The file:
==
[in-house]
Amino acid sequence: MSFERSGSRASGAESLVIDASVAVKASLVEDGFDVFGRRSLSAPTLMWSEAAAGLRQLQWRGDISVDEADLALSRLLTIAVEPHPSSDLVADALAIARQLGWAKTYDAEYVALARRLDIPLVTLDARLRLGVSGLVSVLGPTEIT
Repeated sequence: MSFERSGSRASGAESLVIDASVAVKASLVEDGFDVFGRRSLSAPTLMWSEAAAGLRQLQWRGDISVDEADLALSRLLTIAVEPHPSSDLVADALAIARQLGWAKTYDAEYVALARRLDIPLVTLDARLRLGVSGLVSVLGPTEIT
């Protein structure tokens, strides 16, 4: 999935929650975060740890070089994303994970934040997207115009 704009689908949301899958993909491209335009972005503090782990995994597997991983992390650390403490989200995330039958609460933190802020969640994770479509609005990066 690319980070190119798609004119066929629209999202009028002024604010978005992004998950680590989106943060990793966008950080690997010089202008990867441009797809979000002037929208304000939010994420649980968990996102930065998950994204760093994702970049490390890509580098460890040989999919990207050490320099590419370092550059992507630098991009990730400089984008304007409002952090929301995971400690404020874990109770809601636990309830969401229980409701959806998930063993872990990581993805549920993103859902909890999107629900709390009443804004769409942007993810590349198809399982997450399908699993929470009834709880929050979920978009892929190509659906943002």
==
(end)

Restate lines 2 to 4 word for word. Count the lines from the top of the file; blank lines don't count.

Amino acid sequence: MSFERSGSRASGAESLVIDASVAVKASLVEDGFDVFGRRSLSAPTLMWSEAAAGLRQLQWRGDISVDEADLALSRLLTIAVEPHPSSDLVADALAIARQLGWAKTYDAEYVALARRLDIPLVTLDARLRLGVSGLVSVLGPTEIT
Repeated sequence: MSFERSGSRASGAESLVIDASVAVKASLVEDGFDVFGRRSLSAPTLMWSEAAAGLRQLQWRGDISVDEADLALSRLLTIAVEPHPSSDLVADALAIARQLGWAKTYDAEYVALARRLDIPLVTLDARLRLGVSGLVSVLGPTEIT
């Protein structure tokens, strides 16, 4: 999935929650975060740890070089994303994970934040997207115009 704009689908949301899958993909491209335009972005503090782990995994597997991983992390650390403490989200995330039958609460933190802020969640994770479509609005990066 690319980070190119798609004119066929629209999202009028002024604010978005992004998950680590989106943060990793966008950080690997010089202008990867441009797809979000002037929208304000939010994420649980968990996102930065998950994204760093994702970049490390890509580098460890040989999919990207050490320099590419370092550059992507630098991009990730400089984008304007409002952090929301995971400690404020874990109770809601636990309830969401229980409701959806998930063993872990990581993805549920993103859902909890999107629900709390009443804004769409942007993810590349198809399982997450399908699993929470009834709880929050979920978009892929190509659906943002």